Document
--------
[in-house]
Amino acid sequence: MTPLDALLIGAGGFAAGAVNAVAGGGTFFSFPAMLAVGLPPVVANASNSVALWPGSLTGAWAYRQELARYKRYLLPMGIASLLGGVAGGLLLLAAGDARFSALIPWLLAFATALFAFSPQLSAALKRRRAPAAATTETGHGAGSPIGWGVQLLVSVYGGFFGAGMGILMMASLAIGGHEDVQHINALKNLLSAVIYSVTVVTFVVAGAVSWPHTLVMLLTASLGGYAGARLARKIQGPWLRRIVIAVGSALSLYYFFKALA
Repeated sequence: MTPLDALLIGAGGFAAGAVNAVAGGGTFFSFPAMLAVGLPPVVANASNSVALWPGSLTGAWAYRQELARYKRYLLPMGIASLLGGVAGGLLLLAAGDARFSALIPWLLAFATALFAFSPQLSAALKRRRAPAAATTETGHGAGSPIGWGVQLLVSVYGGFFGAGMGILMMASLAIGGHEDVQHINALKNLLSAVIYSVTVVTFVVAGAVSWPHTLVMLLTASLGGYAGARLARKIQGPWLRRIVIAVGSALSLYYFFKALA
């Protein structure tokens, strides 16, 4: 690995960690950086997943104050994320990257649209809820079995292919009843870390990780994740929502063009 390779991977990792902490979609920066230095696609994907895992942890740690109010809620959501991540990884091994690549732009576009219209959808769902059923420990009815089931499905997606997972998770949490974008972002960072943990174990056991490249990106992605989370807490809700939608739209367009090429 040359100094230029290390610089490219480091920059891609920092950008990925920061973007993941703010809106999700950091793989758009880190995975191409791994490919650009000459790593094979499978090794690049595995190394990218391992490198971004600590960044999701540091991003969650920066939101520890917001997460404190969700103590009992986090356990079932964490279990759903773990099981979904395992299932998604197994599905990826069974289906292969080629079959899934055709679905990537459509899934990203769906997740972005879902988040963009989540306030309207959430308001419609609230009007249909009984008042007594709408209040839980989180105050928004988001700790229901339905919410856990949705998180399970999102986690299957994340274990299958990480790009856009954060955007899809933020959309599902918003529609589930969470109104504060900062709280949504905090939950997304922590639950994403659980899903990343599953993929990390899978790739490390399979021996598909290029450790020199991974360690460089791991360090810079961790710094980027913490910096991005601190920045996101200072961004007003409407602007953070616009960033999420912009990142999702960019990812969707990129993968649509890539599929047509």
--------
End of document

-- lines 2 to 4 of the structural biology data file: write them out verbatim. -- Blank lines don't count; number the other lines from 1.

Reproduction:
Amino acid sequence: MTPLDALLIGAGGFAAGAVNAVAGGGTFFSFPAMLAVGLPPVVANASNSVALWPGSLTGAWAYRQELARYKRYLLPMGIASLLGGVAGGLLLLAAGDARFSALIPWLLAFATALFAFSPQLSAALKRRRAPAAATTETGHGAGSPIGWGVQLLVSVYGGFFGAGMGILMMASLAIGGHEDVQHINALKNLLSAVIYSVTVVTFVVAGAVSWPHTLVMLLTASLGGYAGARLARKIQGPWLRRIVIAVGSALSLYYFFKALA
Repeated sequence: MTPLDALLIGAGGFAAGAVNAVAGGGTFFSFPAMLAVGLPPVVANASNSVALWPGSLTGAWAYRQELARYKRYLLPMGIASLLGGVAGGLLLLAAGDARFSALIPWLLAFATALFAFSPQLSAALKRRRAPAAATTETGHGAGSPIGWGVQLLVSVYGGFFGAGMGILMMASLAIGGHEDVQHINALKNLLSAVIYSVTVVTFVVAGAVSWPHTLVMLLTASLGGYAGARLARKIQGPWLRRIVIAVGSALSLYYFFKALA
């Protein structure tokens, strides 16, 4: 690995960690950086997943104050994320990257649209809820079995292919009843870390990780994740929502063009 390779991977990792902490979609920066230095696609994907895992942890740690109010809620959501991540990884091994690549732009576009219209959808769902059923420990009815089931499905997606997972998770949490974008972002960072943990174990056991490249990106992605989370807490809700939608739209367009090429 040359100094230029290390610089490219480091920059891609920092950008990925920061973007993941703010809106999700950091793989758009880190995975191409791994490919650009000459790593094979499978090794690049595995190394990218391992490198971004600590960044999701540091991003969650920066939101520890917001997460404190969700103590009992986090356990079932964490279990759903773990099981979904395992299932998604197994599905990826069974289906292969080629079959899934055709679905990537459509899934990203769906997740972005879902988040963009989540306030309207959430308001419609609230009007249909009984008042007594709408209040839980989180105050928004988001700790229901339905919410856990949705998180399970999102986690299957994340274990299958990480790009856009954060955007899809933020959309599902918003529609589930969470109104504060900062709280949504905090939950997304922590639950994403659980899903990343599953993929990390899978790739490390399979021996598909290029450790020199991974360690460089791991360090810079961790710094980027913490910096991005601190920045996101200072961004007003409407602007953070616009960033999420912009990142999702960019990812969707990129993968649509890539599929047509």